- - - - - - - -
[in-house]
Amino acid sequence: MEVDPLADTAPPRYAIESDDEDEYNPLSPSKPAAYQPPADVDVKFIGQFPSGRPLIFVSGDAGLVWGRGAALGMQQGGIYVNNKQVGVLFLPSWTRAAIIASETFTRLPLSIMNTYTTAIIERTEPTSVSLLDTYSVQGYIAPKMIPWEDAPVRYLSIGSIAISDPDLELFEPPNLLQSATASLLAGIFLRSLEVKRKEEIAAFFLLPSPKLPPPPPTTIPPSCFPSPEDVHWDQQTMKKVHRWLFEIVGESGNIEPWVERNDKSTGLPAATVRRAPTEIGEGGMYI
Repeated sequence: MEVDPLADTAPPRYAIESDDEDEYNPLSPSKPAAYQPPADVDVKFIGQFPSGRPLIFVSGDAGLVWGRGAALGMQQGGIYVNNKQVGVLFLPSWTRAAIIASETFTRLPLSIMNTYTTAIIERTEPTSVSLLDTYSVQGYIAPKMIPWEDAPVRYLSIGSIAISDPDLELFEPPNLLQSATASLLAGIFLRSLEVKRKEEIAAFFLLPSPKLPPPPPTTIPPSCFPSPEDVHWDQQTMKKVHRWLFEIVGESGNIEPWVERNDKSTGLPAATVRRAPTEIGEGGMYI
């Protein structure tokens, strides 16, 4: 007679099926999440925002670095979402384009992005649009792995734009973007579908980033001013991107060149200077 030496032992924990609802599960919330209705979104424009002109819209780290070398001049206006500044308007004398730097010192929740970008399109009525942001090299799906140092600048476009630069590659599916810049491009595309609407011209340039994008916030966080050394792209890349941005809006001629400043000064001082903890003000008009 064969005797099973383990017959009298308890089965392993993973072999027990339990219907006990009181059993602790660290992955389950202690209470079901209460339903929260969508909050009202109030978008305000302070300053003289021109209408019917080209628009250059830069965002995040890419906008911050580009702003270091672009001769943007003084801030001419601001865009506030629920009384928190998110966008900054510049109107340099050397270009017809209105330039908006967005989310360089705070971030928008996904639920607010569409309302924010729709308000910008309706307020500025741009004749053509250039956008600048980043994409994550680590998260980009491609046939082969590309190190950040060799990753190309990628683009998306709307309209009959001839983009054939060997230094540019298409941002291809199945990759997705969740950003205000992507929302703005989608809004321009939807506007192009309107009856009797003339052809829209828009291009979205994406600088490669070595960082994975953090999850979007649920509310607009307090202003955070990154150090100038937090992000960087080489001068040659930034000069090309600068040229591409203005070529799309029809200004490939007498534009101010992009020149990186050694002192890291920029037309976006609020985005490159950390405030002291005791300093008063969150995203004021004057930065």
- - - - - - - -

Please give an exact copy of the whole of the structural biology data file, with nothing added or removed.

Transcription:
[in-house]
Amino acid sequence: MEVDPLADTAPPRYAIESDDEDEYNPLSPSKPAAYQPPADVDVKFIGQFPSGRPLIFVSGDAGLVWGRGAALGMQQGGIYVNNKQVGVLFLPSWTRAAIIASETFTRLPLSIMNTYTTAIIERTEPTSVSLLDTYSVQGYIAPKMIPWEDAPVRYLSIGSIAISDPDLELFEPPNLLQSATASLLAGIFLRSLEVKRKEEIAAFFLLPSPKLPPPPPTTIPPSCFPSPEDVHWDQQTMKKVHRWLFEIVGESGNIEPWVERNDKSTGLPAATVRRAPTEIGEGGMYI
Repeated sequence: MEVDPLADTAPPRYAIESDDEDEYNPLSPSKPAAYQPPADVDVKFIGQFPSGRPLIFVSGDAGLVWGRGAALGMQQGGIYVNNKQVGVLFLPSWTRAAIIASETFTRLPLSIMNTYTTAIIERTEPTSVSLLDTYSVQGYIAPKMIPWEDAPVRYLSIGSIAISDPDLELFEPPNLLQSATASLLAGIFLRSLEVKRKEEIAAFFLLPSPKLPPPPPTTIPPSCFPSPEDVHWDQQTMKKVHRWLFEIVGESGNIEPWVERNDKSTGLPAATVRRAPTEIGEGGMYI
């Protein structure tokens, strides 16, 4: 007679099926999440925002670095979402384009992005649009792995734009973007579908980033001013991107060149200077 030496032992924990609802599960919330209705979104424009002109819209780290070398001049206006500044308007004398730097010192929740970008399109009525942001090299799906140092600048476009630069590659599916810049491009595309609407011209340039994008916030966080050394792209890349941005809006001629400043000064001082903890003000008009 064969005797099973383990017959009298308890089965392993993973072999027990339990219907006990009181059993602790660290992955389950202690209470079901209460339903929260969508909050009202109030978008305000302070300053003289021109209408019917080209628009250059830069965002995040890419906008911050580009702003270091672009001769943007003084801030001419601001865009506030629920009384928190998110966008900054510049109107340099050397270009017809209105330039908006967005989310360089705070971030928008996904639920607010569409309302924010729709308000910008309706307020500025741009004749053509250039956008600048980043994409994550680590998260980009491609046939082969590309190190950040060799990753190309990628683009998306709307309209009959001839983009054939060997230094540019298409941002291809199945990759997705969740950003205000992507929302703005989608809004321009939807506007192009309107009856009797003339052809829209828009291009979205994406600088490669070595960082994975953090999850979007649920509310607009307090202003955070990154150090100038937090992000960087080489001068040659930034000069090309600068040229591409203005070529799309029809200004490939007498534009101010992009020149990186050694002192890291920029037309976006609020985005490159950390405030002291005791300093008063969150995203004021004057930065």